Send As SMS

November 3, 2005

The Black Rabbit Serves

Got involved with "Watership Down" once more after all these years. I had the book read to me by Andrew Sachs recently and that brought me to watch the movie on DVD again. I remember that it impressed me very deeply when it came out and I was quite young, sort of the first movie that really got to me, especially the vision/myth sequences with the black rabbit, done by the shamefully uncredited John Hubley. I still think the film is a remarkable achievement, especially the landscape sequences and the music. Adams' stubborn English civil-servant-style love of family and the "fellows" and a walk in the woods and the simple things in life seems to shine through. Kind of narrow, but nice in its narrowness. The movie also conveys some of the fun Adams has with nature terms, revelling in words like "gravelspit" and "cowslip" and "ragwort". Plus, I was pleasantly surprised to learn that the original version was dubbed by several major actors I know from Shakespeare dramatizations on tape or video. Richard Briers as Fiver and Michael Hordern booming quite convincingly as the voice of God sound especially good to these ears. Ralph Richardson manages to be staggering in his two-minute-cameo as the Chief Rabbit, an obvious self-parody. Every time I see or hear him it becomes clearer to me that Richardson was magnificent. I'm generally ambivalent about him and Gielgud, because they're so IMPORTANT and bloody KNIGHTED and they bear themselves like they've got WORLD CULTURAL HERITAGE tattooed under their armpits, but then again it's undeniable that they can eat all them modern, slick, smug, empty-headed one-note wonders like Kenneth Branagh for breakfast without a strain. There's nobody who can speak like SIR Ralph and SIR John anymore, it's a part of culture that's just gone. Pity. Anyway. Something else that struck me about "Watership Down" is this: A plot that takes about 600 pages in the book is compressed into a series of climaxes in the movie; it works, but feels somewhat breathless and cramped today. However, when I saw it as a kid it seemed to have all the epic breadth you could wish for. Apparently you just fill a lot in intuitively at that age. Consequently, if something strikes me as hasty and flattened out nowadays, that might just reflect the fact that I've gotten slower in tuning into something, more picky and arrogant. That makes me kind of uncomfortable with judging works of art. I'll get over it, though, I guess.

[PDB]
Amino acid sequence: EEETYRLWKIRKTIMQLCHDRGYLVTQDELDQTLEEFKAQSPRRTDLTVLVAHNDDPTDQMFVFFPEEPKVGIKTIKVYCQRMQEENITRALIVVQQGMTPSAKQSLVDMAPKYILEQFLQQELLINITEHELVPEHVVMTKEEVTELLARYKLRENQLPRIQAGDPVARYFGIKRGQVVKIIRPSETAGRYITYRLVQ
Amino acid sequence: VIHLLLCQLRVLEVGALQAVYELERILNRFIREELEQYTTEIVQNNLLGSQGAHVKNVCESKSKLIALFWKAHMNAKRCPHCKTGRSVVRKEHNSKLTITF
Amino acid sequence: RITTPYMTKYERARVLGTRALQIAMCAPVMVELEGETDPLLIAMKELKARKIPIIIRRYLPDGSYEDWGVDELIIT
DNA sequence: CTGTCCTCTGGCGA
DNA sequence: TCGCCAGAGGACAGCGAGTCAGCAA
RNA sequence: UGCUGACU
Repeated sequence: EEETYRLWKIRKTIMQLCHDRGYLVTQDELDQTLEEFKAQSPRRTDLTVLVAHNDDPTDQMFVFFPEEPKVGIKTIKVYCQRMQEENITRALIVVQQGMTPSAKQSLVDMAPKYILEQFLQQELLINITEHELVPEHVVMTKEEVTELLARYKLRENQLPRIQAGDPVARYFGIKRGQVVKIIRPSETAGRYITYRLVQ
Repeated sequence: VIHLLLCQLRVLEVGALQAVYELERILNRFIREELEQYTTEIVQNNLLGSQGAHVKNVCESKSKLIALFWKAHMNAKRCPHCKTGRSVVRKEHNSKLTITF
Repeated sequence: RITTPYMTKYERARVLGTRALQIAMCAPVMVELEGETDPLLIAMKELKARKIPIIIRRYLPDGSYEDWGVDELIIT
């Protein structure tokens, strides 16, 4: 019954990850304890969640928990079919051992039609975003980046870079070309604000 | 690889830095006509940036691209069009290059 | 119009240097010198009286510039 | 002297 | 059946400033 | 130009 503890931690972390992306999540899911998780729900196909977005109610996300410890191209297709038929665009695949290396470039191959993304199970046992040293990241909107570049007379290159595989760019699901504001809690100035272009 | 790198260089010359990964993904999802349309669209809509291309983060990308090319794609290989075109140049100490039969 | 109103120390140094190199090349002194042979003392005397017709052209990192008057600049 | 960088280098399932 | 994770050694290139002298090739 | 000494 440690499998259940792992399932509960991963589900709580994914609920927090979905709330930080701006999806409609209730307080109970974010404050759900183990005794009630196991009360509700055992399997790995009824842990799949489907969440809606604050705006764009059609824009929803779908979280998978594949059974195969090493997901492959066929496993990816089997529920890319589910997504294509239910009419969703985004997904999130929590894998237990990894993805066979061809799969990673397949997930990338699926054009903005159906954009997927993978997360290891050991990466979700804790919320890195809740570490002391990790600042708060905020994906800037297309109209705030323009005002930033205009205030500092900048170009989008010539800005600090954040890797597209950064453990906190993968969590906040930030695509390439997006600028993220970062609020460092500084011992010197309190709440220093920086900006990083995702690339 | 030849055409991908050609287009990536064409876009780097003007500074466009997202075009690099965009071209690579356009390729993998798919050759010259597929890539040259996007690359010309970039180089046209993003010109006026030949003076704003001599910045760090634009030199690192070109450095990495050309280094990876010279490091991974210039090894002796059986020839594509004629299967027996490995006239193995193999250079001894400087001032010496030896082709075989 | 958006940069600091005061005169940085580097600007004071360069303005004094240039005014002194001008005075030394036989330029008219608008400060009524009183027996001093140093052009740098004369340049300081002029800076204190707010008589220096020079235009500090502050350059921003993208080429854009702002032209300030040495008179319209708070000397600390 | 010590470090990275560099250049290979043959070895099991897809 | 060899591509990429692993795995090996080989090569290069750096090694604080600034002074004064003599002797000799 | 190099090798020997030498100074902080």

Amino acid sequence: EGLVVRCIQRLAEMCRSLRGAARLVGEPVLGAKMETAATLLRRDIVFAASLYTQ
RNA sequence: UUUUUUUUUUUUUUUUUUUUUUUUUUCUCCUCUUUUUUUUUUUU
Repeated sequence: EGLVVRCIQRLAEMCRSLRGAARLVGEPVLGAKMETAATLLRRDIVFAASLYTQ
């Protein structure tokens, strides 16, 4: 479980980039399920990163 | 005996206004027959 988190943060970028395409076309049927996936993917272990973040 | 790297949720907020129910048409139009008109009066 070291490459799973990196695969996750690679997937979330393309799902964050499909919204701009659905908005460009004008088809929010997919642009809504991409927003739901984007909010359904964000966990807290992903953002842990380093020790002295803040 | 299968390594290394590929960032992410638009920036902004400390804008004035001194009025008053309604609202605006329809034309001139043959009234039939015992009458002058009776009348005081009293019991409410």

Post a Comment

<< Home